CIEC's new publication: ‘Potatoes to Plastics’ shows upper key stage two (9-11 years old) children how science can be used to find solutions to environmental problems. In this case to create a useful product (bio-plastic) from waste (potato peel).
The resource contains practical and cross curricular activities including:
Three English activities designed to raise children’s science capital
Three practical activities where children make and test bioplastic using bioplastic
Three games played with downloadable cards which highlight science solutions to a range of waste products
The publication can be freely downloaded from here.
Video: Making bioplastic in a lab
Children read articles from the publication ‘Scientists Today’ about the life and work of living scientists. They discuss the vocabulary that has been chosen to describe the scientists and the jobs they do. They talk about what the article does and doesn’t tell them about the scientists. If they are going to have the opportunity to meet the scientist they are reading about they plan questions to ask them.
Children write an article about themselves as scientists using the same format as the ‘Scientists Today’ biographies. They think about science they have already done as well as science they might hope to do in the future.
Children meet a scientist and interview them about their career, and the qualifications they need to do it. They also find out about their hobbies and their primary school days to help them to understand that science is done by ‘normal’ people.
Children experience a novel application of sieving, filtering and evaporation as methods of separating a solid mixed with a liquid. They discover that useful substances can be extracted from ‘waste’ materials by separating starch from potato peel. They experience both reversible and irreversible changes as they recognise that the starch can be mixed back with the water, but cannot be returned to the potato.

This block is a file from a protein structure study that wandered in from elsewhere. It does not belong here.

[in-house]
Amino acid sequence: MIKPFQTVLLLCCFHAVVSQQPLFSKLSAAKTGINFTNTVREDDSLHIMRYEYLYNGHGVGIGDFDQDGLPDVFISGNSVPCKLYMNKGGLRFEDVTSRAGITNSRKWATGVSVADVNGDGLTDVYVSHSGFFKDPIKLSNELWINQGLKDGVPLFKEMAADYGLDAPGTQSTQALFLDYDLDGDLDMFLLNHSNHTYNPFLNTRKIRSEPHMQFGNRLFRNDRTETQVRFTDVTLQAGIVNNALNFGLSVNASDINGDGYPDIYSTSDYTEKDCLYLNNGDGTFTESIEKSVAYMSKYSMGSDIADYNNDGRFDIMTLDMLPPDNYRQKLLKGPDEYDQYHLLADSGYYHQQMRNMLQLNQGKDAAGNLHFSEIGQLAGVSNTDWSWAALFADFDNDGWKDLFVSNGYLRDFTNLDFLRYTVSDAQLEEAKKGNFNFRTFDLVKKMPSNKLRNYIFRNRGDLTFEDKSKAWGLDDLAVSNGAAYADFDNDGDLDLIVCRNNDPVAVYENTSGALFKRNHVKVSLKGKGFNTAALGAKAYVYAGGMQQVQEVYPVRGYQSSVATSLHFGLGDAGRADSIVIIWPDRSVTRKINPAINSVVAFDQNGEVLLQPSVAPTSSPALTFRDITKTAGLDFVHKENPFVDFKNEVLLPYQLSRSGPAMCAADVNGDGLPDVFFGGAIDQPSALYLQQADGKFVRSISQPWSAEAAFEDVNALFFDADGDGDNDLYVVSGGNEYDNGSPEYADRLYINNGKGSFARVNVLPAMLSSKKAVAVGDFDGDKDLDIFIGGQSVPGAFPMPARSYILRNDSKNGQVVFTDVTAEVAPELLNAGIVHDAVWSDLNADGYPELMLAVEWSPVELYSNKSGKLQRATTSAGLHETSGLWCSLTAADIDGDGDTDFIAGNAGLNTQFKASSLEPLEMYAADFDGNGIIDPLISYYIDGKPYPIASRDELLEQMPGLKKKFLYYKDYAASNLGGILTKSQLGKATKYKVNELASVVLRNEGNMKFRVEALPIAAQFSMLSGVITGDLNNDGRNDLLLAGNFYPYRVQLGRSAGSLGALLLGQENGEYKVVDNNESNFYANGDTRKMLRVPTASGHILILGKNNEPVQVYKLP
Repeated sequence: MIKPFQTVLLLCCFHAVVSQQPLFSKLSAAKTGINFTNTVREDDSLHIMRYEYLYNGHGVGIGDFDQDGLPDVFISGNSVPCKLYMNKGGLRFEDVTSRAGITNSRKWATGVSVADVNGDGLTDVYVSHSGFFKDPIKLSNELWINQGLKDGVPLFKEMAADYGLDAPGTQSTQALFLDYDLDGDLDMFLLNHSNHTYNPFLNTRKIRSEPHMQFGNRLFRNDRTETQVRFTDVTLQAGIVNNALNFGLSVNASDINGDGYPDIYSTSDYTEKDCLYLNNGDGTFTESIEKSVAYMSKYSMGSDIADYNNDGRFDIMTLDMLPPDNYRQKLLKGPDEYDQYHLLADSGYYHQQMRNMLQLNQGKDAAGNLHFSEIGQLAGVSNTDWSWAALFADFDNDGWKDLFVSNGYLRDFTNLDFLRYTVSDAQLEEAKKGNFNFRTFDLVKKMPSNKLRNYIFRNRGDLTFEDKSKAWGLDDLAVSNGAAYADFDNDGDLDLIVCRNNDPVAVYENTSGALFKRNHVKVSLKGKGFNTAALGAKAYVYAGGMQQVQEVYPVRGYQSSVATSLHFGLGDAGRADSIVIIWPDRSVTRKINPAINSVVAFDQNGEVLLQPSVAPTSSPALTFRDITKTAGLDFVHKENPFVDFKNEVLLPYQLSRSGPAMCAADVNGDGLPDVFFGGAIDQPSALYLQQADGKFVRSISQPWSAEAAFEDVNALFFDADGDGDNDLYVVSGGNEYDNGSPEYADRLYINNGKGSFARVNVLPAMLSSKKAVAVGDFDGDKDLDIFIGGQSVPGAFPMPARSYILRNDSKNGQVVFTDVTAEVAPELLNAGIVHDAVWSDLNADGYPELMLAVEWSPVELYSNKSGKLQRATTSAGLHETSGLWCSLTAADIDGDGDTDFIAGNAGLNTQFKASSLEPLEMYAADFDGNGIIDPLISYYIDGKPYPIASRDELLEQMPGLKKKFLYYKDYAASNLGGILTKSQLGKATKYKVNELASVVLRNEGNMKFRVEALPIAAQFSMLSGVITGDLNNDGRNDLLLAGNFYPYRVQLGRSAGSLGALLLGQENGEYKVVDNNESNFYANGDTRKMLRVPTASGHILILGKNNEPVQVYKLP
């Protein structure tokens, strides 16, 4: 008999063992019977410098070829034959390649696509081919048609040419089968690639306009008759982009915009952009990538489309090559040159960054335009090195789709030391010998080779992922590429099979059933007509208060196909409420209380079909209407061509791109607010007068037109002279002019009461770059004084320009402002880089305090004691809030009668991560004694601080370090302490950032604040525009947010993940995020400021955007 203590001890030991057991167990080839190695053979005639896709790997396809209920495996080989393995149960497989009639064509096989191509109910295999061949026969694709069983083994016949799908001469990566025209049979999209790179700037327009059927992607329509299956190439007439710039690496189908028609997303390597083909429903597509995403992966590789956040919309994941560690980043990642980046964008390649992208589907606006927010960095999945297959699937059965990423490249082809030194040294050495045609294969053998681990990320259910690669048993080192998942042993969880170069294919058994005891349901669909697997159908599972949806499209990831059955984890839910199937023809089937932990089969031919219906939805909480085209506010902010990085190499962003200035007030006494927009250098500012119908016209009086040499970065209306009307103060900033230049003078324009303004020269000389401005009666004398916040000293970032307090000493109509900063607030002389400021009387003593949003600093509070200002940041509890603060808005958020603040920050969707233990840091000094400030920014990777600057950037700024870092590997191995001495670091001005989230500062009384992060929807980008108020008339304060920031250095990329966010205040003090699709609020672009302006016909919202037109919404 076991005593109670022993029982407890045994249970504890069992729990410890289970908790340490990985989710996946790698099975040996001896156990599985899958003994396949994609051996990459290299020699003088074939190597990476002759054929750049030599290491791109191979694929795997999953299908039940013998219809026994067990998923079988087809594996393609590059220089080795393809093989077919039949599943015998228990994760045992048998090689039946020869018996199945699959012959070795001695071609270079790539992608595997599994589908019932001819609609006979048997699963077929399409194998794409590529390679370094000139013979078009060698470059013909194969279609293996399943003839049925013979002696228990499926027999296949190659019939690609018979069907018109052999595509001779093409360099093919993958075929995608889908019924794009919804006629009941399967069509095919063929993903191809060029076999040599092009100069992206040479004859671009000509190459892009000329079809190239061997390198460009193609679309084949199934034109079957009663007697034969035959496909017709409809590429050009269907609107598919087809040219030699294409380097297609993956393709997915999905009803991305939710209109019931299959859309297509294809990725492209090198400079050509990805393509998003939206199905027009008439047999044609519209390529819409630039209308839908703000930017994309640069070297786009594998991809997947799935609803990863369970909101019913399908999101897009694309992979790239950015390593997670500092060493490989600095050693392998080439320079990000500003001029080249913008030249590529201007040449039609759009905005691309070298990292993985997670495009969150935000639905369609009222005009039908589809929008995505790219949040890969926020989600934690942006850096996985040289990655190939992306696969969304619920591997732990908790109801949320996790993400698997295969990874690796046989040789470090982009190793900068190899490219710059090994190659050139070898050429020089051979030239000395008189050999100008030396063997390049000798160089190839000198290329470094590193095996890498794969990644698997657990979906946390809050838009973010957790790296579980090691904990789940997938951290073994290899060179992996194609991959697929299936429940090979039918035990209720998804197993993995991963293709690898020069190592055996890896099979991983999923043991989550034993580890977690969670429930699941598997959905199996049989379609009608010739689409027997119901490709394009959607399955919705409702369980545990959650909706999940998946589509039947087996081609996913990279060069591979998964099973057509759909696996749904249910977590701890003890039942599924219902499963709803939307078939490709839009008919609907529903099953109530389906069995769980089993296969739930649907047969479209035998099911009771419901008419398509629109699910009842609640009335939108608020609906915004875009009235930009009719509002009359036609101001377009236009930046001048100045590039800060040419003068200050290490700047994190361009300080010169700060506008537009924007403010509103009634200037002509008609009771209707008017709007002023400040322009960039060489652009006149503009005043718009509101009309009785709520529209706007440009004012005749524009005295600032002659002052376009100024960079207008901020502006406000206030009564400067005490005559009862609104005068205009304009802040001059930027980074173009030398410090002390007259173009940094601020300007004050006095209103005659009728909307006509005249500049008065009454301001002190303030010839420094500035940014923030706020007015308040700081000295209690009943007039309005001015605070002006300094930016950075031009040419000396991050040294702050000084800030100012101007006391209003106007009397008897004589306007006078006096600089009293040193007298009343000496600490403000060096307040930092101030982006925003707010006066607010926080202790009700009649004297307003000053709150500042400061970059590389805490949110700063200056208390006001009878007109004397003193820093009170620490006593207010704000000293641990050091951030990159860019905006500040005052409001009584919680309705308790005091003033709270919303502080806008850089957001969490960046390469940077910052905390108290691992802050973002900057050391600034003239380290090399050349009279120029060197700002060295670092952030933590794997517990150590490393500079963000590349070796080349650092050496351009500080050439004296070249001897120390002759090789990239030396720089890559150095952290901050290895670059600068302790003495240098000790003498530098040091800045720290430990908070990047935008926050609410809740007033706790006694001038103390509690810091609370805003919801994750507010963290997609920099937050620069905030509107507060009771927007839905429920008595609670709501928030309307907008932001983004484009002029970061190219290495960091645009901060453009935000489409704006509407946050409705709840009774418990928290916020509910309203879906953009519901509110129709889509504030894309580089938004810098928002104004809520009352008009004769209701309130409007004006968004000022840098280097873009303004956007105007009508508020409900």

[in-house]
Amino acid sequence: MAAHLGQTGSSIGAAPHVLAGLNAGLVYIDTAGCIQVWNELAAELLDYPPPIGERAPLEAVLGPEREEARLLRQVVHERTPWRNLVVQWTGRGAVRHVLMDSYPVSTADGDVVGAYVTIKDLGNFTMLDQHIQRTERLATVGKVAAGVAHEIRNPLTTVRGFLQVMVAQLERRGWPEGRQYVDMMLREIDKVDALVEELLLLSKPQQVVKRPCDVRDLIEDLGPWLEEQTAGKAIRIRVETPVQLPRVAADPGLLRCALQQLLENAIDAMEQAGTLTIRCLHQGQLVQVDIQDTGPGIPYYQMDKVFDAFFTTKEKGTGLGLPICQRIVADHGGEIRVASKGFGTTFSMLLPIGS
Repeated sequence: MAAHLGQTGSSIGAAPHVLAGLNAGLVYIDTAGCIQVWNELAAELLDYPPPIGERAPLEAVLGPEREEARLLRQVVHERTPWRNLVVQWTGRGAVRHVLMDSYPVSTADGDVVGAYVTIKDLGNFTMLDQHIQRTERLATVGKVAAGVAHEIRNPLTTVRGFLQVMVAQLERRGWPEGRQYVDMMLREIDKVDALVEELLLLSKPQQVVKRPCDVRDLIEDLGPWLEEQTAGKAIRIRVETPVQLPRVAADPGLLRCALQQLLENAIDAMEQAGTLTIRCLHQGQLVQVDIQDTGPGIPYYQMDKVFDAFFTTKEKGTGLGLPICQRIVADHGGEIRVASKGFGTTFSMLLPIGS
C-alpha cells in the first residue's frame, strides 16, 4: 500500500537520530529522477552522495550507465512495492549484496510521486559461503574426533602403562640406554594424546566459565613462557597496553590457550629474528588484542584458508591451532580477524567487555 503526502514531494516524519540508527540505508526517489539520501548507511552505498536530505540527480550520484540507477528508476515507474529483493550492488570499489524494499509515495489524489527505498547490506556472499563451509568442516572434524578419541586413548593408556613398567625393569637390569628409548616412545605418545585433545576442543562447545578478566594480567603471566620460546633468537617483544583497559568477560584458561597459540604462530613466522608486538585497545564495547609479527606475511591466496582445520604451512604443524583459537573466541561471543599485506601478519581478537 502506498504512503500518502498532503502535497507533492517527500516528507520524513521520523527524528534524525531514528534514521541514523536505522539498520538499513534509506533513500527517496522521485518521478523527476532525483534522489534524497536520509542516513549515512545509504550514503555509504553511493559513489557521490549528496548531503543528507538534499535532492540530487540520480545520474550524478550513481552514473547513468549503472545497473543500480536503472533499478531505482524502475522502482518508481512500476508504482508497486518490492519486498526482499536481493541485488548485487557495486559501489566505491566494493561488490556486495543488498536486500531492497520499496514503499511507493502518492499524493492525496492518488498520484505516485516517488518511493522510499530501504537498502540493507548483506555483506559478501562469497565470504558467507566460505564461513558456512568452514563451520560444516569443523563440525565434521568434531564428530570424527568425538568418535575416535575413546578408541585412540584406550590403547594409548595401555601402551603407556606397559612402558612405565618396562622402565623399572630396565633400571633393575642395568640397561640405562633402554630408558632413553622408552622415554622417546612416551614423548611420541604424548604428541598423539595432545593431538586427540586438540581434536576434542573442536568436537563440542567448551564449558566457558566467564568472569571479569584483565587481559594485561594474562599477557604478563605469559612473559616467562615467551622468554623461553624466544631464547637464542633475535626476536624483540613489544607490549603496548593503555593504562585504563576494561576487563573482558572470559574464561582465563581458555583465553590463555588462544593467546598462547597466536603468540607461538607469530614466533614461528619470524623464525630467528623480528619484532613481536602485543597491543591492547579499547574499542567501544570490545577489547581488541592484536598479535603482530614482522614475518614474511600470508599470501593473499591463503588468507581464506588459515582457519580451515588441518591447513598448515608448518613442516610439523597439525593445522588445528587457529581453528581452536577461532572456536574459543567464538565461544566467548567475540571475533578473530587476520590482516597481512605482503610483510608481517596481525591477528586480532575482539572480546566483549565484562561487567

Children experience how materials can be changed to make useful new materials and products. They see how mixing ingredients together and applying heat leads to an irreversible change in the potato starch they extracted in the previous activity.
Children have the opportunity to ask, and answer, their own questions as they plan an investigation. Following a request from a company that specialises in sustainable products, they think about possible uses for the finished bio-plastic. They then test it to see if it is suitable for that purpose or whether it would need further research and development (for example to increase its durability).
Children play a card game where they collect sets of cards based upon a raw material, the product that is made from it, the ‘waste problem’ which is left over and the ‘green solution’ of a product made from the waste. They then discuss the issues that have been raised by these cards. There are three different games that can be played using these cards.